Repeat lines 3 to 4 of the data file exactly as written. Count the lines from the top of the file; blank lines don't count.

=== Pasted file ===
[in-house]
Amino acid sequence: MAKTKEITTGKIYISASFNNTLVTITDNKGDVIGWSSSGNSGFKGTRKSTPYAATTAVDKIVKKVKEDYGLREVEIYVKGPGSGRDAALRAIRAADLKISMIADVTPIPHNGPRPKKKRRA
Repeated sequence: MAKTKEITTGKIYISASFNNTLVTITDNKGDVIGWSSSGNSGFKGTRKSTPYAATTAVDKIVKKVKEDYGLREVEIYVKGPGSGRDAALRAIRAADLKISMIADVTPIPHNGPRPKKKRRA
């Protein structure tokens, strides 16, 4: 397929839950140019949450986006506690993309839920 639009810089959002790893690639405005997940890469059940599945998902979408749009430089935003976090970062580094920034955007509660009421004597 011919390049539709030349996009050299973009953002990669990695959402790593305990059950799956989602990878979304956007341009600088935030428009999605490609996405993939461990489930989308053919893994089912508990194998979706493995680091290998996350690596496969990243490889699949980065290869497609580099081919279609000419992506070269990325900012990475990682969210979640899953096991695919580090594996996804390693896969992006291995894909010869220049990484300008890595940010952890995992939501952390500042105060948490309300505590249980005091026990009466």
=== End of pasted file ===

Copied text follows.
Repeated sequence: MAKTKEITTGKIYISASFNNTLVTITDNKGDVIGWSSSGNSGFKGTRKSTPYAATTAVDKIVKKVKEDYGLREVEIYVKGPGSGRDAALRAIRAADLKISMIADVTPIPHNGPRPKKKRRA
């Protein structure tokens, strides 16, 4: 397929839950140019949450986006506690993309839920 639009810089959002790893690639405005997940890469059940599945998902979408749009430089935003976090970062580094920034955007509660009421004597 011919390049539709030349996009050299973009953002990669990695959402790593305990059950799956989602990878979304956007341009600088935030428009999605490609996405993939461990489930989308053919893994089912508990194998979706493995680091290998996350690596496969990243490889699949980065290869497609580099081919279609000419992506070269990325900012990475990682969210979640899953096991695919580090594996996804390693896969992006291995894909010869220049990484300008890595940010952890995992939501952390500042105060948490309300505590249980005091026990009466």